Today, SightSpeed will announce a significant upgrade to SightSpeed Business, which was launched last fall
. The new version offers simultaneous 9-way video and text chat
. I'm a huge fan of SightSpeed, which doesn't get nearly the amount of attention that Skype gets yet has some features Skype lacks. Check out my 2006 review of SightSpeed 5.0
. It was impressive then (2 years ago), with cool Slingbox functionality, and support for Windows, Mac, and Linux, so I'm sure it's much better now.
Certainly with 9-way video and text chat that puts SightSpeed in a league of its own. I'm not aware of any 100% software-based videoconferencing solutions that scale up to 9-way videoconferencing. I'd be curious to know what video codec SightSpeed is using to keep bandwidth relatively low. Also, are they using a centralized server/MCU to mux the 9 video streams and then send the muxed video to the 9 participants? Or is it 100% peer-to-peer (P2P)?
If it is P2P, then each PC/Mac/Linux SightSpeed user has to send their video (& audio) to 8 other SightSpeed users. Assuming 200kbps per video/audio stream that's 8 X 200kbps = 1.6Mbps of upstream & downstream bandwidth required per user. DSL users are often limited to just 512kbps or even 256kbps upstream. I know SightSpeed uses SIP and is a big proponent of P2P SIP. Well, I came across an article
where Aron Rosenberg, Founder & CTO of SightSpeed
says, "SightSpeed uses central servers for the signaling and authentication protocol and Peer-to-Peer for the actual video and audio traffic." Hmmm, I guess I'll have to find out more about how this new version is able to squeeze 9 video/audio streams using P2P for high-quality videoconferencing.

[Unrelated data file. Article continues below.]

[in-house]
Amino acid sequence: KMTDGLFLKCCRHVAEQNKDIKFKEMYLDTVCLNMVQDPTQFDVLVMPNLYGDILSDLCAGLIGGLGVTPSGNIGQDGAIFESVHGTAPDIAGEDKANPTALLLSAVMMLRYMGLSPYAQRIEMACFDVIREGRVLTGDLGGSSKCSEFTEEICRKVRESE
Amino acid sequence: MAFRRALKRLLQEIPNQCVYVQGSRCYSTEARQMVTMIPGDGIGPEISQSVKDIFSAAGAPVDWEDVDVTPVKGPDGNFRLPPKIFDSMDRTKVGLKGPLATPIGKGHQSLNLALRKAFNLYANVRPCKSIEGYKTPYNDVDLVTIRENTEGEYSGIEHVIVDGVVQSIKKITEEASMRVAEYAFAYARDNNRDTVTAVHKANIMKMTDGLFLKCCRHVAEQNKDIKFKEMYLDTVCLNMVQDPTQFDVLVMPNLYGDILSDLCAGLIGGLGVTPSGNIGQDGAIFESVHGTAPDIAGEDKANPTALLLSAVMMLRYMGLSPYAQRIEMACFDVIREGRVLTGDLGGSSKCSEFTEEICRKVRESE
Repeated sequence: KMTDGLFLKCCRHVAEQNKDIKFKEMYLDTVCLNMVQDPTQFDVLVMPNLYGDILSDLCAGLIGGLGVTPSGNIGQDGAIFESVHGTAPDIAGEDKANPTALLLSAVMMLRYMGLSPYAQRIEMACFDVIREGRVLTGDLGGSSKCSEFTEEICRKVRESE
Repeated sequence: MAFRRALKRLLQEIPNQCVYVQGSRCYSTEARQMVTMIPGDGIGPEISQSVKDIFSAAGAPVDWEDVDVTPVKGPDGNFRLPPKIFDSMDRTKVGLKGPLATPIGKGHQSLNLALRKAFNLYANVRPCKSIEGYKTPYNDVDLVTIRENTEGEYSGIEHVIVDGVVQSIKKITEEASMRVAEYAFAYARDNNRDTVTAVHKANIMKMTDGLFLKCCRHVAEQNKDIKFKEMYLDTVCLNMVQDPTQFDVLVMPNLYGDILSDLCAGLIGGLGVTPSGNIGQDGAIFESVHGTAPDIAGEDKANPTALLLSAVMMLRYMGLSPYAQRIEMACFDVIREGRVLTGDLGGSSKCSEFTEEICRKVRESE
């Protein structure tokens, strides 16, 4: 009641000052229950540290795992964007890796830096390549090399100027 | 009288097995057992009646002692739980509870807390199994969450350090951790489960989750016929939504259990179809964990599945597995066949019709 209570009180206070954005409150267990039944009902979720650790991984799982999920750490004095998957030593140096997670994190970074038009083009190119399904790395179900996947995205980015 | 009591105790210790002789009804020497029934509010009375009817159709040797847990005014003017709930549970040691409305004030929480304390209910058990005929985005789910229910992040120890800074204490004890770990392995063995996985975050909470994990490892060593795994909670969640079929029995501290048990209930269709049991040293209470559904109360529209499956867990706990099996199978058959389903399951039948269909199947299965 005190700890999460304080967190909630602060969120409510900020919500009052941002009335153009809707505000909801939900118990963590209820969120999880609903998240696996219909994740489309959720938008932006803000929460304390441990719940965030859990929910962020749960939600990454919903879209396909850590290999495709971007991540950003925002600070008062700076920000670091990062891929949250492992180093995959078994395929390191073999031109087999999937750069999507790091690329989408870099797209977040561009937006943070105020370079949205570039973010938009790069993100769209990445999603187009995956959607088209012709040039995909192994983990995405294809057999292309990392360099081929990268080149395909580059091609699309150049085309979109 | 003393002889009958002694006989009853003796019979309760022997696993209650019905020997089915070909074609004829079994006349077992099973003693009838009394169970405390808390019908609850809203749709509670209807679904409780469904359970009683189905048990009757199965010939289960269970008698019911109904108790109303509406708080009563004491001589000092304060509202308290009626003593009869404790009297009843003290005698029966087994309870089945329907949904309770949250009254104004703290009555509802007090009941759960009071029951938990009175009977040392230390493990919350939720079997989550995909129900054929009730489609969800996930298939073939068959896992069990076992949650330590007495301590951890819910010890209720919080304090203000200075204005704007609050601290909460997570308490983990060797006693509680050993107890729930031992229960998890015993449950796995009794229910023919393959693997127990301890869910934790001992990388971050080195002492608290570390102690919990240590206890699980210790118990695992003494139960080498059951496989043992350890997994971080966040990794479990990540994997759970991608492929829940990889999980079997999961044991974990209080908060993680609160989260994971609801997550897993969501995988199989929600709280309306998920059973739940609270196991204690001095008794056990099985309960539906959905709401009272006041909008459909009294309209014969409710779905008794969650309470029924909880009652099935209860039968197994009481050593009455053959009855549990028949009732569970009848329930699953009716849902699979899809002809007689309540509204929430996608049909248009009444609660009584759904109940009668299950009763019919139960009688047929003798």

In the meantime, here's a screenshot of SightSpeed 5.0 just to give you a feel for their nice interface.
Update: Found a screenshot of the 9-way video and some other info I thought I'd share:
In addition to the 9-way feature, SightSpeed Business includes new audio codecs, resulting in enhanced wideband audio for conferences, array mics and improved performance for Windows Vista users. Interestingly, their press release states, "While other providers of business-grade, multi-party video conferencing require dedicated, high-capacity bandwidth - often T1 and above - or a co-located server to make their systems work, SightSpeed Business requires nothing more than consumer broadband." Hmmm. So even a DSL user with a paltry 256Kbps upstream can participate in 9-way video? What sort of mysterious video compression magic are they doing? Lastly, SightSpeed Business is priced at $19.95 per user per month.